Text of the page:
Iron Maiden, Alice Cooper, Motley Crue, Twisted Sister, Black Sabbath, Grim Reaper and AC/DC are Ghoul‘s musical influences. Aside from Grim Reaper, these bands are all household names. Heavy metal fans might listen to all of these groups, but within any underground metal scene, it’s standard practice to champion lesser-known bands. Bands who play in the venues that Ghoul play in and who act like Ghoul usually make a point of letting people know how esoteric their tastes in music are. I know this book was written more than 30 years ago, but even at that stage Venom and Mercyful Fate had put out several albums each and been brought to the attention of the public by the PMRC, the Misfits and Grave 45 had put out a bunch of horror themed punk records, Metallica had recorded and released several songs about Lovecraftian entities, and Death and Black metal were starting to take off. Instead of researching and referencing this stuff, the authors chose to go backstage at a Motley Crue concert for their insight into rock’n’roll. The novel was presumably written to appeal to lots of people and referencing bigger bands might make it more accessible to the masses, but seeing that the authors worked pretty hard to make the detective stuff believable, I thought they should have put a bit more effort into the rock’n’roll side of things. The version of rock that they present is the imaginary rock of which evangelical parents are afraid.

At one point, they refer to Highway to Hell as a Grim Reaper song. Grim Reaper have lots of songs with Hell in the title, and I wouldn’t hold it against anyone for getting them mixed up, but confusing Grim Reaper and AC/DC is a sin against rock.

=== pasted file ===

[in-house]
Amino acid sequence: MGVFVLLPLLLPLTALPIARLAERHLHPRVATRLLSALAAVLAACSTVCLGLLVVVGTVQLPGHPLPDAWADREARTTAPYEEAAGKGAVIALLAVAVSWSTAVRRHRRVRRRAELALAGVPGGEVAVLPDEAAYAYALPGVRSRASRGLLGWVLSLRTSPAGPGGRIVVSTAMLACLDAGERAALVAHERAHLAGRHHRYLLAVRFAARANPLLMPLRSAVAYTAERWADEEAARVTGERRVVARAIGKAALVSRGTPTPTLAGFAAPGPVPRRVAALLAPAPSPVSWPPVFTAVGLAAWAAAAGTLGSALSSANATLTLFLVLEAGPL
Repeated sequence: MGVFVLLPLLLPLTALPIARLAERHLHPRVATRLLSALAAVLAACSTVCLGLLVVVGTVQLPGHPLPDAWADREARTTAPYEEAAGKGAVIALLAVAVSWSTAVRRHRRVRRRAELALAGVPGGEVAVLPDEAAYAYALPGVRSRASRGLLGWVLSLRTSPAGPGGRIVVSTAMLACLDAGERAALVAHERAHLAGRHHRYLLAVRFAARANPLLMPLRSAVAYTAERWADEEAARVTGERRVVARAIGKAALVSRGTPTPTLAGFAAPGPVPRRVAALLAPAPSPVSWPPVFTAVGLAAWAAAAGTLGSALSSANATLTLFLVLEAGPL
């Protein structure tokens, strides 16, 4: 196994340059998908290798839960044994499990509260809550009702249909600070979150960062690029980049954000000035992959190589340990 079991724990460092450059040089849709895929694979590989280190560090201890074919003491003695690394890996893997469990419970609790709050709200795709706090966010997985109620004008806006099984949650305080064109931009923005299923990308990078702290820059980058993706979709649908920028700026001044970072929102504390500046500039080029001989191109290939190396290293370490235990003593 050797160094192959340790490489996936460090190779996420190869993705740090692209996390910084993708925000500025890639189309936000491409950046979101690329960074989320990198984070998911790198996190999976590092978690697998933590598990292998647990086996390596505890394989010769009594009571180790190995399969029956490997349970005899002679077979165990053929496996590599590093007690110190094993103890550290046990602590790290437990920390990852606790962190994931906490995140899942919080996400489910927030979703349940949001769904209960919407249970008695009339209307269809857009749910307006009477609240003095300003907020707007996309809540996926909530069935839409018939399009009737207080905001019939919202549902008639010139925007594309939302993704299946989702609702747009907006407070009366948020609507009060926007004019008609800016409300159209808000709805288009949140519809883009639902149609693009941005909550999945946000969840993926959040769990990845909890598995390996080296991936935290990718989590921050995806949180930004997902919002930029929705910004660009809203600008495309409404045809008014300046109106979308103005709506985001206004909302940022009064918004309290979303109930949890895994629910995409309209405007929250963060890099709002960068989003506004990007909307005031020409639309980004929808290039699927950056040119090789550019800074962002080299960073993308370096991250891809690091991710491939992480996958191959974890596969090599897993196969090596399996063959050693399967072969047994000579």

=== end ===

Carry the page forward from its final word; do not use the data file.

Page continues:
That being said, some of the trends in heavy metal that these authors imagined soon became reality. It was only a few years after the publication of Ghoul that the shit hit the fan in Norway’s Black Metal scene and heavy metal band members started murdering people and burning buildings down. Also, Lovecraft’s mythos has become an extremely popular topic for death metal bands to write songs and albums about. Most prophetic of all though, would be the authors’ idea of a band called Ghoul that put on elaborate stage shows and sing about death and violence.

Ghoul (the real ones) are a metal band from Oakland that have been together since 2001. Like the Ghoul of the novel, this band also have a hyper-violent horror theme going on. I can’t say for certain how deliberate their choice of name was, but I can’t help but presume that at least one of the members has read the book. Their song lyrics are about sewer dwelling maniacs (Sewer Chewer), axe murders (Maniaxe, Bury the Hatchet), catacombs, crypts, graveyards (Into the Catacombs, Forbidden Crypts, Graveyard Mosh) and torturing freaks (Mutant Mutilator). These are all important motifs in the book. The band even have an album (and song) called Splattertrash. A few years ago, I actually saw the real Ghoul playing a show in a rundown building on Vancouver’s skid row, almost exactly like the Ghoul in the novel.